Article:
Embark on a mission to create a project charter for your Open Source work.

This Mission is a guide to project charters. A project charter is important in an Open Source context because it acts as an anchor across the project’s lifetime and provides a framework for making decisions and prioritizing future development work. This Mission unpacks what goes into creating good project charters and why it is important.

1. Launch checklist πŸ”—

What do you need to be successful to "launch" your project charter?

Project charters are the backbone of an Open Source project. They shine a light on things that are often kept in a mysterious black box, especially with regard to how decisions are made and paths to leadership. A project charter also ensures that the community has a shared understanding and a single source of truth. When implemented justly in a fair community, they serve as guide-rails for the project over its lifetime. In order to implement a successful project charter, the design process should include key members from the beginning.

1.1. Who? πŸ”—

This list is not fixed or rigid. Every organization may look different. Use your own creativity to decide if the description matches another role in your organization, or whether there is a team equipped to support the work described in the list below.

  • Executive: Typically involves the Chief Technology Officer or equivalent in a traditional hierarchical organization. In other organizations, this may be a product owner or someone with the ability to schedule or change the resources allocated to the work.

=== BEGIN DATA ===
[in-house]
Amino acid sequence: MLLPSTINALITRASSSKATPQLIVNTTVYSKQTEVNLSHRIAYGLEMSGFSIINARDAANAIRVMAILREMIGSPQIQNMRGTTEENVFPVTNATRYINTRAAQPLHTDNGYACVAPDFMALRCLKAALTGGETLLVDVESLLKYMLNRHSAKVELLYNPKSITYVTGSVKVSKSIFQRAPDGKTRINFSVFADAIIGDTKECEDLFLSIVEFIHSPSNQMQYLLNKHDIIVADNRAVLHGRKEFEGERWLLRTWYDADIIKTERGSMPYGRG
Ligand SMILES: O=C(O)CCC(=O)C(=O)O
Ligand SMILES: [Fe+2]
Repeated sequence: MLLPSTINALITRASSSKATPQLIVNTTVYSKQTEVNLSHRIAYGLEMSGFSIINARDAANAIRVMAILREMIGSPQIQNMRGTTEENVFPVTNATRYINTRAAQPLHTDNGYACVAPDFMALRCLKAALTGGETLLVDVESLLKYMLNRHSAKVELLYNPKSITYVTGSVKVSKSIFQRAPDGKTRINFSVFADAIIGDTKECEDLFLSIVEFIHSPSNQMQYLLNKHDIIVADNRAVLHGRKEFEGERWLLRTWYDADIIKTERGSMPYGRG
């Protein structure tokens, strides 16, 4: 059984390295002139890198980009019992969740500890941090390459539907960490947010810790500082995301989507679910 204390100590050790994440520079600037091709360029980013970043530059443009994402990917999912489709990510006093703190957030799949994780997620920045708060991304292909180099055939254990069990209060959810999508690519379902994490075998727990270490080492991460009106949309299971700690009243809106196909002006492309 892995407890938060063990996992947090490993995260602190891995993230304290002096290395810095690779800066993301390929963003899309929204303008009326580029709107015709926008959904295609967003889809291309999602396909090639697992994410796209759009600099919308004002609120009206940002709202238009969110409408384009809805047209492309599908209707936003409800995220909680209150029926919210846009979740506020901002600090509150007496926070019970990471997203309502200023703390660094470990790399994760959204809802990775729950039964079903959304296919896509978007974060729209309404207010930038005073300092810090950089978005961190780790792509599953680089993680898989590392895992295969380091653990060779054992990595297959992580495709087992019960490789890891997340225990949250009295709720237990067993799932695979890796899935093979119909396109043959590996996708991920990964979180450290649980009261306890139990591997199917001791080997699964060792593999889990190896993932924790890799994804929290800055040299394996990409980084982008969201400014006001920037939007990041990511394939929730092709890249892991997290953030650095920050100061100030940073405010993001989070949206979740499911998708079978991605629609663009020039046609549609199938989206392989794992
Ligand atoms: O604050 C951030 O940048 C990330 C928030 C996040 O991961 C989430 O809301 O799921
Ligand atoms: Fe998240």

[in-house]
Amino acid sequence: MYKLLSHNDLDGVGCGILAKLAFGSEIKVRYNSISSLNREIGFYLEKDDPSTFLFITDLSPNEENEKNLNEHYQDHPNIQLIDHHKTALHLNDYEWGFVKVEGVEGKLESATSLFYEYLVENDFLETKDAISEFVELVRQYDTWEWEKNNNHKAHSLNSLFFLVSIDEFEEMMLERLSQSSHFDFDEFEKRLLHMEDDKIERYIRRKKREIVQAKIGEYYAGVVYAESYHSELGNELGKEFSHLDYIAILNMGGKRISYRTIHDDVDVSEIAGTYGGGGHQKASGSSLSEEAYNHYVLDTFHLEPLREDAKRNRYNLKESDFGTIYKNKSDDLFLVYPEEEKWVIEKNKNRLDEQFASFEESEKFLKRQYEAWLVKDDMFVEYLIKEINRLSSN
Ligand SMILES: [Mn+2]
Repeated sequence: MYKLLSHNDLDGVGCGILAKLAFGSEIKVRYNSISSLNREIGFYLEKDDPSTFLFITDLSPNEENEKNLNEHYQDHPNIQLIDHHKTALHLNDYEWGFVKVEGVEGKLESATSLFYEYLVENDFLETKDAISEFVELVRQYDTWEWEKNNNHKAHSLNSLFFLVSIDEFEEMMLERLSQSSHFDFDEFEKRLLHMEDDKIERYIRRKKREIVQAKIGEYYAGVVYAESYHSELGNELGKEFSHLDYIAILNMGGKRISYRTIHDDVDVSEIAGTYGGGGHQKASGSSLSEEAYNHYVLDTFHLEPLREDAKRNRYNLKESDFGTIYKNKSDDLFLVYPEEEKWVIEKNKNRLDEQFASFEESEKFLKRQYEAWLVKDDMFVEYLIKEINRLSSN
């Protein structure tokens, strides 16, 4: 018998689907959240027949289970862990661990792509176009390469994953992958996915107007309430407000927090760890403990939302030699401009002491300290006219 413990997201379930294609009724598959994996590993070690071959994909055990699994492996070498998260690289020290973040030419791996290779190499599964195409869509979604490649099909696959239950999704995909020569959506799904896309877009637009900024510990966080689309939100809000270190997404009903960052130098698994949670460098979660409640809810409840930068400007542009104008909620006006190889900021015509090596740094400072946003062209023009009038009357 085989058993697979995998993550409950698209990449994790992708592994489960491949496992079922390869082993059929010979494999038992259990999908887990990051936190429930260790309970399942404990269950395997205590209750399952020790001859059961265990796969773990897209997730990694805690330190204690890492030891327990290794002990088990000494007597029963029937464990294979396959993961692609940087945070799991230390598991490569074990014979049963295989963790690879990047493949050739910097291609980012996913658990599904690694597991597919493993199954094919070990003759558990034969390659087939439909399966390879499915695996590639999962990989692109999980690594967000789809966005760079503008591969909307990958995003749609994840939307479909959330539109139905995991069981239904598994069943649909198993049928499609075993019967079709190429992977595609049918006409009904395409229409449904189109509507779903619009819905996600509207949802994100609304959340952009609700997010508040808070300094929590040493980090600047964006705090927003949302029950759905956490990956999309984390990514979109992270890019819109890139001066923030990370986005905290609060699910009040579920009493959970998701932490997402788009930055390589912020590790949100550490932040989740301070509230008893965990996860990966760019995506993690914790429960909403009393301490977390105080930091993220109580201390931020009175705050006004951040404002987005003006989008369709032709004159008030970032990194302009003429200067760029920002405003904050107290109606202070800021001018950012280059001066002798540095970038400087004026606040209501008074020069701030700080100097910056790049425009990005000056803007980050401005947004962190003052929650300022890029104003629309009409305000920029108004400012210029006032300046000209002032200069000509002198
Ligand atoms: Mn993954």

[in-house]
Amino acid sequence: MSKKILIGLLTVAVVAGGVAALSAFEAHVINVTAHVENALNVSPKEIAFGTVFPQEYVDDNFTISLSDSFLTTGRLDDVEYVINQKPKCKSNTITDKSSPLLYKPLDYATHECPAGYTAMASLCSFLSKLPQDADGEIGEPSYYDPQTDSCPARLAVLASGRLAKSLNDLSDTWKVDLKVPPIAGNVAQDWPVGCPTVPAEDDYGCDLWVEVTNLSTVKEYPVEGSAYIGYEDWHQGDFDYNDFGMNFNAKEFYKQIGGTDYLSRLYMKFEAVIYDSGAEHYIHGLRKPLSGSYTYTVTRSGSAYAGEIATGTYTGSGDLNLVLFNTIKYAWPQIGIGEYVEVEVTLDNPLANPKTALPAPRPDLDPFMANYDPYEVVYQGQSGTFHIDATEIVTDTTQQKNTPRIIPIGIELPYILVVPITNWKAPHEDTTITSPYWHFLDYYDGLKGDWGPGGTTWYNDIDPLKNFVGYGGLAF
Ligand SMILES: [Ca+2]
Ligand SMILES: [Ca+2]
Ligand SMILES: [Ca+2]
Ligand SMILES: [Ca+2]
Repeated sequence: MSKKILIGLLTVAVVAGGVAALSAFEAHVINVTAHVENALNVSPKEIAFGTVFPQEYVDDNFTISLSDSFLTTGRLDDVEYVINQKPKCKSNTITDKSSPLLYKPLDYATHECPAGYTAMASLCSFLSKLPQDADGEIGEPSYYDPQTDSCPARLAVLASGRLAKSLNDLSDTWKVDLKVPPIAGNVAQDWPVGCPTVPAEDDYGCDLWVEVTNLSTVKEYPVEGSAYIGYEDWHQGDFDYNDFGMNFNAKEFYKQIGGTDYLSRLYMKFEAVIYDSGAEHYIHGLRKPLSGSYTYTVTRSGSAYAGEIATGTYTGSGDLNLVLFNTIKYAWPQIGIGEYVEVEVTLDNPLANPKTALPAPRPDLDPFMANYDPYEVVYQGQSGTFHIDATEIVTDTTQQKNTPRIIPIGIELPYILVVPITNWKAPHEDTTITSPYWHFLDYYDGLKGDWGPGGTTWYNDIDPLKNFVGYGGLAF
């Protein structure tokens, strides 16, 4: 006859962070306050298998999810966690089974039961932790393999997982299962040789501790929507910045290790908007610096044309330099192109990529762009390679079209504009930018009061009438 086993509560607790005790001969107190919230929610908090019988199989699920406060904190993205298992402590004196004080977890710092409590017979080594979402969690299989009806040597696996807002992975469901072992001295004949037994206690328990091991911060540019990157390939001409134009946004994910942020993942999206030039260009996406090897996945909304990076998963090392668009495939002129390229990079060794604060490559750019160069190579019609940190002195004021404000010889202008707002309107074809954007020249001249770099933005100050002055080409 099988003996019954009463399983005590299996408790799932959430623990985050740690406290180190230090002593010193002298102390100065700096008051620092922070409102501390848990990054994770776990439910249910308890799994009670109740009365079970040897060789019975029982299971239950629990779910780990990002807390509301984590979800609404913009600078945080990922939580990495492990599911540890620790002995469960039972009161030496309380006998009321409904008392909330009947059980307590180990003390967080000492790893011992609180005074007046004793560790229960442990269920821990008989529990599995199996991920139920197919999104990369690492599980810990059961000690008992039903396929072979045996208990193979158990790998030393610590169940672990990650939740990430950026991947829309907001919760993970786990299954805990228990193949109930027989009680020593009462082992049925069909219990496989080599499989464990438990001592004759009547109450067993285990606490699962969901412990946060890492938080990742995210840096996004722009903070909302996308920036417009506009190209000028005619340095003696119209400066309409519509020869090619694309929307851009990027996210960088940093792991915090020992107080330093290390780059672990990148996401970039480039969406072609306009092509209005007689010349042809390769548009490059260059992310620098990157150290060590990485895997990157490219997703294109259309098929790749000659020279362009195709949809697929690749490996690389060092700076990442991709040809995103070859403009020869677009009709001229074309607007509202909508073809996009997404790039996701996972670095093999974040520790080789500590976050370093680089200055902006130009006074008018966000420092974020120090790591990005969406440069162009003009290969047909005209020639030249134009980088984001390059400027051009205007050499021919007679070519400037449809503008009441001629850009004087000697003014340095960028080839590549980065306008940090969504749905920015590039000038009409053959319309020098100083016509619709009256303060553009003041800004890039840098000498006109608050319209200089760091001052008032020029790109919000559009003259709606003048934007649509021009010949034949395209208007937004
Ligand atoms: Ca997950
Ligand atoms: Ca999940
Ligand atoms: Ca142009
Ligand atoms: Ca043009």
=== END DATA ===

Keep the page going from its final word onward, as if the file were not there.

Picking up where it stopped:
• Engineering: Developers and engineers on the internal project team. This should be people who are committing to the project code base.

  • Community, design, marketing: Community managers, designers, and marketing folks. They should have a direct allocation in their work contracts to support the Open Source work.

  • External partners: Anyone who is a major external stakeholder who impacts decision-making and scheduling of resources to the Open Source work. This person or group will need to be consulted with to create a charter that reflects all key decision-makers.

1.2. What? πŸ”—

  • Agreed understanding of division of labor: A project charter is an external view of a workflow compatible with an internal view of your organization hierarchy. When you arrive at drafting a project charter, there should be a common understanding of who participates internally with the project. Details like staffing, human resources, resource allocation, and internal process alignment are important but do not belong in a project charter. These details are good to document in an internal Open Source policy for the company or organization.

  • Ability to schedule resources: Project charters are aspirational, and sometimes require a firm commitment of resources by the organization. The aspirations of the charter may require more cross-organizational collaboration. Across the collective group involved in defining a project charter, there should be an ability to open doors into other parts of the organization. In a smaller team, this may also mean hiring new talent to fill needs.

  • Creativity: Project charters are your chance to think big. Come into the drafting process with an open mind and willingness to think in the long-term.

2. Preparing for take-off πŸ”—

Get ready for launch! What actions do you need to take before drafting the project charter?

To implement a project charter successfully, it is best for every key decision-maker to be informed throughout the process. This section describes actions to take in advance of writing the first complete draft of a charter.

2.1. Process πŸ”—